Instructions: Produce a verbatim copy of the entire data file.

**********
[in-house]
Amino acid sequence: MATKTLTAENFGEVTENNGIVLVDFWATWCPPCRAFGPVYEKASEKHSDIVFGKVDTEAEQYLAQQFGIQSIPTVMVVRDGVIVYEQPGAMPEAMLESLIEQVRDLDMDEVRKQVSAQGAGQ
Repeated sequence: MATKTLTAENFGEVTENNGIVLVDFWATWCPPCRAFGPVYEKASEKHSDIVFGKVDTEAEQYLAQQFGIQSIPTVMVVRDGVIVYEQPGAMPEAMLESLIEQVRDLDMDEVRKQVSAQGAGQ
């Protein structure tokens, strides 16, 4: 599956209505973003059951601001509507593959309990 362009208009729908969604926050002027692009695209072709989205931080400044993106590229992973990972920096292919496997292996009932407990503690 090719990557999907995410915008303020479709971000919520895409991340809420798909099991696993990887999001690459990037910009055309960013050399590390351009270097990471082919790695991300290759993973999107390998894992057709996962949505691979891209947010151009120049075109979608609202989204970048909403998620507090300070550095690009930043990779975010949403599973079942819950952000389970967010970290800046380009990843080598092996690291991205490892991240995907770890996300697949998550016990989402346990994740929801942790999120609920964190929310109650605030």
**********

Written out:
[in-house]
Amino acid sequence: MATKTLTAENFGEVTENNGIVLVDFWATWCPPCRAFGPVYEKASEKHSDIVFGKVDTEAEQYLAQQFGIQSIPTVMVVRDGVIVYEQPGAMPEAMLESLIEQVRDLDMDEVRKQVSAQGAGQ
Repeated sequence: MATKTLTAENFGEVTENNGIVLVDFWATWCPPCRAFGPVYEKASEKHSDIVFGKVDTEAEQYLAQQFGIQSIPTVMVVRDGVIVYEQPGAMPEAMLESLIEQVRDLDMDEVRKQVSAQGAGQ
């Protein structure tokens, strides 16, 4: 599956209505973003059951601001509507593959309990 362009208009729908969604926050002027692009695209072709989205931080400044993106590229992973990972920096292919496997292996009932407990503690 090719990557999907995410915008303020479709971000919520895409991340809420798909099991696993990887999001690459990037910009055309960013050399590390351009270097990471082919790695991300290759993973999107390998894992057709996962949505691979891209947010151009120049075109979608609202989204970048909403998620507090300070550095690009930043990779975010949403599973079942819950952000389970967010970290800046380009990843080598092996690291991205490892991240995907770890996300697949998550016990989402346990994740929801942790999120609920964190929310109650605030």